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St. Maarten / St. Martin

Posted by on January 22, 2016

 Thanks to the very weird weather that’s been going on we finally had a reprieve from the dominate east winds and we made it to St. Martin. As I’m writing this there is a hurricane in the Atlantic…very strange weather indeed considering that it is January! “Hurricane Alex: System Forms in Atlantic Ocean in January for 1st Time Since 1938”.

We sailed out of St. Croix around sunrise with a light east/southeast wind. Eventually the wind died and we ended up motoring the rest of the way. It was an uneventful trip and we were just fine with that! Thankfully the dreaded Kracken did not overtake us in the middle of the night!! Rachel was a big help taking her share of shifts too. I had forgot what it was like to have an extra hand at the helm. Haven’t had that since Charlie Brian’s dad was aboard. Now if we could just get Rachel to wake up earlier than us and make coffee in the morning like Charlie used to too…we would be in heaven! This was Rachel’s first “big” sail (overnight) with us and she did great! Total time at sea from St. Croix to St. Martin was about 21 hours.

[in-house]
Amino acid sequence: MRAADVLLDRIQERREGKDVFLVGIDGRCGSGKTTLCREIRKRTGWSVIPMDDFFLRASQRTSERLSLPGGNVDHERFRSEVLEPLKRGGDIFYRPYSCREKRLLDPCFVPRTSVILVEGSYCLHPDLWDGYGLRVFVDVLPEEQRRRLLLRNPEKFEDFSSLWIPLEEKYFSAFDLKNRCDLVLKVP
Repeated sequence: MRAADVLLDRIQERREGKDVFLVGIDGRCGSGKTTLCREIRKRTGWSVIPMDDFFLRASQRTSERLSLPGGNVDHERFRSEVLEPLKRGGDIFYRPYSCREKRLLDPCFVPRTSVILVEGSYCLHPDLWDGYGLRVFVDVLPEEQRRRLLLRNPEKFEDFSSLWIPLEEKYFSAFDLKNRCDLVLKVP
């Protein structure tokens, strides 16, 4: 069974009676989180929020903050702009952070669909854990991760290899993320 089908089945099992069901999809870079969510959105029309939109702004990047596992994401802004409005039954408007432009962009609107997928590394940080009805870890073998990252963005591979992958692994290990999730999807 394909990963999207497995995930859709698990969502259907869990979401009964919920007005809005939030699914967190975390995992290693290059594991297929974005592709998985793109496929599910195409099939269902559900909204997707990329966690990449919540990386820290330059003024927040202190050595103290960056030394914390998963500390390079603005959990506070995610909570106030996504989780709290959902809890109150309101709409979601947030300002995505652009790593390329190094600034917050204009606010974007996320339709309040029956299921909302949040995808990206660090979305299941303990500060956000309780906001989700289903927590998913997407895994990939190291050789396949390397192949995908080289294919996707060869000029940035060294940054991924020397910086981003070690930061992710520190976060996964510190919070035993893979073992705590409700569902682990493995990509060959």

Our feathered friend taking a rest on the bow.

Our feathered friend taking a rest on the bow.

Now about this crazy place. This is one island, but two different countries! It is in the eastern Caribbean, about 186 miles from Puerto Rico. The island is only 34 sq. miles. But despite its size, the presence of mountains, lagoons, and the fact that it is split between two countries make the island seem much bigger. Yup, that’s correct. The northern half belongs to France while the southern half belongs to the Netherlands! In fact, they say that it is the smallest inhabited sea island in the world to be split into two political entities.